Stable contribution of lineage-restricted stem cells to steady-state human haematopoiesis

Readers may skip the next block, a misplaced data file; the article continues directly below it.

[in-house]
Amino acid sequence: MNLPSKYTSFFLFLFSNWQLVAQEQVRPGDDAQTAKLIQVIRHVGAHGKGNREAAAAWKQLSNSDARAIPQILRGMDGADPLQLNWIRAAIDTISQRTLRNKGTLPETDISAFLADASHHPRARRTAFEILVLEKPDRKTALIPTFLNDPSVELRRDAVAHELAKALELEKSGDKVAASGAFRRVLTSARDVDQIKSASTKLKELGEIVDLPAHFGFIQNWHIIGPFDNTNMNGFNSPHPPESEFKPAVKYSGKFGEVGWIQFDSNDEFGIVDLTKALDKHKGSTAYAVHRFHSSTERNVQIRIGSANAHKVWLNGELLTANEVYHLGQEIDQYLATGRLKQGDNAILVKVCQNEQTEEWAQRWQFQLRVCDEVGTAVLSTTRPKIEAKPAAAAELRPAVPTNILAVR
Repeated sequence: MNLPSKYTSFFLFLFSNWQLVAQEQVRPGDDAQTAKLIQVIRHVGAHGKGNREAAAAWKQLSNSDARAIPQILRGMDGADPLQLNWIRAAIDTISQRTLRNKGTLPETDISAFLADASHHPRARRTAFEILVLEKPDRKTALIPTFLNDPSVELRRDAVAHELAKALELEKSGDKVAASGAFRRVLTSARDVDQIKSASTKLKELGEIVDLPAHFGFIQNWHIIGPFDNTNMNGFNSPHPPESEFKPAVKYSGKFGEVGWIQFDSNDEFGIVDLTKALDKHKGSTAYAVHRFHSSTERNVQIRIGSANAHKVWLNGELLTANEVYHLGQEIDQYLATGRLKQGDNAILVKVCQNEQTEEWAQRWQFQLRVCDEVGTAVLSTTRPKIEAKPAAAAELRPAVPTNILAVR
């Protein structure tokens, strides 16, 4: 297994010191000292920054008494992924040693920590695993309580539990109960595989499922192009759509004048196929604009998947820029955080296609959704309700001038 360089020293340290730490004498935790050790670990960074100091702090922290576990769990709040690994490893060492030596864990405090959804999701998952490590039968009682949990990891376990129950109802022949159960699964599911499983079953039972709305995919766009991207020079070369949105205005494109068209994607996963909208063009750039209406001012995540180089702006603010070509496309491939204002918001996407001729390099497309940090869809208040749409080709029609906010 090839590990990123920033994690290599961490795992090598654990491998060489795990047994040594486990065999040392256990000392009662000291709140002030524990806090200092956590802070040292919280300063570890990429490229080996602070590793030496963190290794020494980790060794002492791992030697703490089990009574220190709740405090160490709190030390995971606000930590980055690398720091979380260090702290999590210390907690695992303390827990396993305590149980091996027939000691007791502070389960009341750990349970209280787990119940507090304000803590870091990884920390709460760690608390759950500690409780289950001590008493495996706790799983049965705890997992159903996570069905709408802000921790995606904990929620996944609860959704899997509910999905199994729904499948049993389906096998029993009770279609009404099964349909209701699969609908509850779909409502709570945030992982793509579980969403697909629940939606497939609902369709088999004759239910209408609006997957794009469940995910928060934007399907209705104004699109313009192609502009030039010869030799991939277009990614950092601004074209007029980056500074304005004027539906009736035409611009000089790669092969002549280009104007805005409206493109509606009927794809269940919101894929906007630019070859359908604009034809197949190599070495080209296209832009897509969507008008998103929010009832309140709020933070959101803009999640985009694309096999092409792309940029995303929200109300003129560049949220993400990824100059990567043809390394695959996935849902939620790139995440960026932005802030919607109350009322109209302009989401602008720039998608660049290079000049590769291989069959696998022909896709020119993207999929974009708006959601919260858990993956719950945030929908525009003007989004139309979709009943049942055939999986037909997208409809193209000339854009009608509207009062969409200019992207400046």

Multipotent self-renewing haematopoietic stem cells (HSCs), possessing the potential to replenish all mature blood cell lineages, are critical for safe-guarding life-long replenishment of millions of shortlived blood cells every second in steady-state haematopoiesis, as well as in response to haematopoietic challenges. Our knowledge of the functional properties and roles of mammalian HSCs is largely based on studies in mice, due to limitations of available platforms assessing human HSC function. Studies of steady-state replenishment of the different critical blood cell lineages by individual human HSC clones has been hampered by an estimated 50,000-200,000 HSCs actively contributing to adult haematopoiesis. Moreover, while the dynamic contribution of HSC clones to different lineages only can be assessed by lineage-tracing the same individual HSC clones over time, steady-state lineage contribution from individual HSCs has only been investigated at a single time point, in mice as well as in humans. We have used somatically acquired clonal haematopoiesis mutations and non-driver mutations as natural barcodes to identify and fate-map the steady-state lineage contribution of individual HSC clones over time in serial bone marrow samples obtained from healthy old human subjects with normal blood parameters. Our findings establish the existence of distinct human HSC clones with stable multilineage as well as lineage-restricted and -biased contributions to steady-state human haematopoiesis. Regardless of replenishing haematopoiesis in a balanced multilineage or lineage-restricted manner, individual HSCs invariably showed a remarkably stable lineage contribution pattern as well as clonal size through years of observation, and phylogenetic analysis showed that these distinct intrinsic properties are likely to have been programmed decades earlier.